June 27, 2013 | Emma Jacobs | NewsWorks
Openly gay Pa. Rep. Brian Sims, D-Philadelphia, was blocked from talking about the Supreme Court's ruling on the Defense of Marriage Act Wednesday on the floor of the Pennsylvania House.
His comments to his colleagues were ended by a procedural maneuver.
In a part of the house session where members can speak on wide-ranging topics, Sims had just begun his remarks when he was shut down.
"I wasn't planning on chastising anybody. I wasn't planning on discussing how far we have to come in Pennsylvania or that we really have no civil rights in Pennsylvania," Sims said. "It was really just going to limit my comments to how important the cases were."
It takes just one legislator to end the impromptu remarks. Rep. Daryl Metcalfe was one of the House Republicans who objected.
"I did not believe that as a member of that body that I should allow someone to make comments such as he was preparing to make that ultimately were just open rebellion against what the word of God has said, what God has said, and just open rebellion against God's law," said Metcalfe, R-Butler.
Two more Democratic legislators got up to speak in support of Sims. Neither was allowed to proceed. ………………..
Sentiment: Strong Buy
Sad that the Republican's seem to think they were elected to protect their bible rather than the people's Constitution.
Helps to explain why this country has been in decline since Reagan sold out the country to the religious right.
muzzz, very curious about your religious beliefs, the ONLY church I know that would endorse your vile puke would be Westboro Baptist Church (the Phelps clan, my namesake) are you one of the inbred Phelps kids?!! Is Shirley Phelps your mom AND your sister?!!
muzzz, we all hope you are one of the one's getting a well deserved break here and under that assumption we do wish you the very best in your retirement years:
NIH TO RETIRE MOST CHIMPS FROM MEDICAL RESEARCH
WASHINGTON (AP) — It's official: The National Institutes of Health plans to end most use of chimpanzees in government medical research, saying humans' closest relatives "deserve special respect."
The NIH announced Wednesday that it will retire about 310 government-owned chimpanzees from research over the next few years, and keep only 50 others essentially on retainer — available if needed for crucial medical studies that could be performed no other way.
"These amazing animals have taught us a great deal already," said NIH Director Dr. Francis Collins. He said the decision helps usher in "a compassionate era."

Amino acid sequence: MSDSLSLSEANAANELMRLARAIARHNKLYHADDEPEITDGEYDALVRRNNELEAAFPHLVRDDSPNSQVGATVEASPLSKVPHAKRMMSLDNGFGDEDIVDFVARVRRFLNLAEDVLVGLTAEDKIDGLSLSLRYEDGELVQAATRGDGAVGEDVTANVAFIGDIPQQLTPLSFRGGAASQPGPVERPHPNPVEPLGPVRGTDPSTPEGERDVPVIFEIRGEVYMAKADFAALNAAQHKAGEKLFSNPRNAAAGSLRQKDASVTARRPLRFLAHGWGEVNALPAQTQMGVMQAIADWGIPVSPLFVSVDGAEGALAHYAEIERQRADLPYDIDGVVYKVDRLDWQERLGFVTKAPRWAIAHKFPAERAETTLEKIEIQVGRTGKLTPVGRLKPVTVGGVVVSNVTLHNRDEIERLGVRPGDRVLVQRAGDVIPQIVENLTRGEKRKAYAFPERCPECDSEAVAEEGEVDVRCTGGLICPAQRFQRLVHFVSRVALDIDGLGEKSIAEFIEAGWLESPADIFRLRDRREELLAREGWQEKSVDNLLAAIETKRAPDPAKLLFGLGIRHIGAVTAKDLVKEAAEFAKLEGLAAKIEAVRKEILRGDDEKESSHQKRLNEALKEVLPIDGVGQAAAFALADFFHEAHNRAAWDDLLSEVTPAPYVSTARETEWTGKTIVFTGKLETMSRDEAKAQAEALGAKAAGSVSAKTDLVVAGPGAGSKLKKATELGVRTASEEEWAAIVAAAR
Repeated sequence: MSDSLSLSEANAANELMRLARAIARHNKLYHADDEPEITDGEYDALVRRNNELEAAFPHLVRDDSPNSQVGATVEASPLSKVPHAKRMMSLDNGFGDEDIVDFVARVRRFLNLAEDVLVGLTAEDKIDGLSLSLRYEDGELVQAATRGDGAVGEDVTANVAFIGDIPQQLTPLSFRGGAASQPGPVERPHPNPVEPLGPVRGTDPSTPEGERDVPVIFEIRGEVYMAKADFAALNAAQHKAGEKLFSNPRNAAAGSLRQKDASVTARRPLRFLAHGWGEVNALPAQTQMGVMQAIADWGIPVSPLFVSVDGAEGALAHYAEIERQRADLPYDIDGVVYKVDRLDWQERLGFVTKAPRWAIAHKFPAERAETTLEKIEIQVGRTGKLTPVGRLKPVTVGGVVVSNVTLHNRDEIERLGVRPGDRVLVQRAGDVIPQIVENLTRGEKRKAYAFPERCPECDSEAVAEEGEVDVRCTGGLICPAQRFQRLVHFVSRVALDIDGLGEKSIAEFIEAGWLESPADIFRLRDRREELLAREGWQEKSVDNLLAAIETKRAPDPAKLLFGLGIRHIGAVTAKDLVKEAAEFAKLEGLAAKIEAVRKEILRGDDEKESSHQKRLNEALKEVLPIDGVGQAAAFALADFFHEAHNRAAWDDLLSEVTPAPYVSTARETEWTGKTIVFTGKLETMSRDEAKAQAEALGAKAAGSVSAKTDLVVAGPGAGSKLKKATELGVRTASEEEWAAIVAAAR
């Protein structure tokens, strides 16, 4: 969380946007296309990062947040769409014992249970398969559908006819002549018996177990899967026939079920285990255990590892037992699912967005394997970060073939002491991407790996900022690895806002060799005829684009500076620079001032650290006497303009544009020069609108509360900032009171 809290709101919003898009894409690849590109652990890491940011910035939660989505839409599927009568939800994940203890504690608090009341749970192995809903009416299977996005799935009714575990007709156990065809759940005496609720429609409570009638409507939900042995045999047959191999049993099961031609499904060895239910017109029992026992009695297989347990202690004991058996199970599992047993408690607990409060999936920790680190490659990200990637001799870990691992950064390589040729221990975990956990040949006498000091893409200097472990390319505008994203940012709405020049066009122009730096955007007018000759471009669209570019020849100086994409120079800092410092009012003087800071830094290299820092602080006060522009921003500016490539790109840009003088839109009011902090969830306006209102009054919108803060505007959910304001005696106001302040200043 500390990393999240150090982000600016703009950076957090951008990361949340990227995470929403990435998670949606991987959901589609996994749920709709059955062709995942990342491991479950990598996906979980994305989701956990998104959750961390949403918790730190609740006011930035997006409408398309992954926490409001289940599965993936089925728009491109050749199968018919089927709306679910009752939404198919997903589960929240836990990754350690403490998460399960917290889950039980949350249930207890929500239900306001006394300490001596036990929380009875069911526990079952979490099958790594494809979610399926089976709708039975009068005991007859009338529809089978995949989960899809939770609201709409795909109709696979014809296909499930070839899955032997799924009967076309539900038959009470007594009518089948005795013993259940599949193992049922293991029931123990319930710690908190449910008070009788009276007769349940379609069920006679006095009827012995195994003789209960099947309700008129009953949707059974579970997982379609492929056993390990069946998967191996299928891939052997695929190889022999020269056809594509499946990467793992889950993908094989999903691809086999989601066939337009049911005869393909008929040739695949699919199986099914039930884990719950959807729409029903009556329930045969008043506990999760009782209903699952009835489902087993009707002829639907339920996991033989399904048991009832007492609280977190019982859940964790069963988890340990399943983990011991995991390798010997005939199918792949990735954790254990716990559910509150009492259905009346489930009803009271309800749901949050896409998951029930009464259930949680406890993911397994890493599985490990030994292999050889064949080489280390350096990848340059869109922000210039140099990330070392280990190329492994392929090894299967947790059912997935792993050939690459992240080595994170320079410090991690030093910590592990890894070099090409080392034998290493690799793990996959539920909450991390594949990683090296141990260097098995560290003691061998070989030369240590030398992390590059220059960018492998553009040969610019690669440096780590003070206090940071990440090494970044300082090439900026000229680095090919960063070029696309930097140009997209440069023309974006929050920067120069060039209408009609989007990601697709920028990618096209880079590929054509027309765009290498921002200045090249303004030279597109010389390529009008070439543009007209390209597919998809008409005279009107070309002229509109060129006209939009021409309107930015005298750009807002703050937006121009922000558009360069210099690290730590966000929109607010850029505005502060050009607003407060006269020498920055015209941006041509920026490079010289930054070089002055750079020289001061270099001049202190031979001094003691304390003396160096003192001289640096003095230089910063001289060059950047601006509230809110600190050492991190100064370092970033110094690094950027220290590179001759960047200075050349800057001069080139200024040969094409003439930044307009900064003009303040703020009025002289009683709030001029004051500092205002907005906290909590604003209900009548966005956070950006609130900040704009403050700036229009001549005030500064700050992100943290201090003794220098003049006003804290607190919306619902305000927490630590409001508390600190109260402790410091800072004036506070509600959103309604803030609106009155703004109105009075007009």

The NIH's decision was long expected, after the prestigious Institute of Medicine declared in 2011 that nearly all use of chimps for invasive medical research no longer can be justified. Much of the rest of the world already had ended such research with this species that is so like us.
Any future biomedical research funded by the NIH with chimps, government-owned or not, would be allowed only under strict conditions after review by a special advisory board. In five years, the NIH will reassess if even that group of 50 government-owned apes still is needed for science.
What's unclear is exactly where the retiring chimps, which have spent their lives in research facilities around the country, now will spend their final years. NIH said they could eventually join more than 150 other chimps already in the national sanctuary system operated by Chimp Haven in Louisiana. In that habitat, the chimps can socialize at will, climb trees and explore different play areas.
But NIH officials said currently there's not enough space to handle all of the 310 destined for retirement. They're exploring additional locations, and noted that some research facilities that currently house government-owned chimps have habitats similar to the sanctuary system.
The other hurdle is money: Congress limited how much the NIH can spend on caring for chimps in the sanctuary system. Negotiations are under way to shift money the agency has spent housing the animals in research facilities toward supporting their retirement.
"Everybody should understand this is not something that is going to happen quickly," Collins cautioned.
The NIH's decision came two weeks after the Fish and Wildlife Service called for protection of all chimpanzees as endangered. Until now there was a "split listing" that labeled wild chimps as endangered but those in captivity as threatened, a status that offers less protection.
That move also would affect any future use of chimps in medical research, and NIH said it would work with its government counterpart to ensure compliance.
Chimps rarely have been used for drug testing or other invasive research in recent years; studies of chimp behavior or genetics are a bit more common. Of nine biomedical projects under way, the NIH said six would be ended early. Of another 13 behavioral or genetic studies involving chimps, five would be ended early. NIH would not identify the projects, but Collins said potential future need for chimps could be in creating a vaccine against hepatitis C.
Sentiment: Strong Buy
Republicans are not doing themselves any favors with this kind of behavior. They are still pandering to a very small and fading minority who want to turn the clock back to the 1950s. The party of the old, scared and cranky is what they have become. Unfortunate because some good constructive conservative ideas are needed to prevent radical left over reach.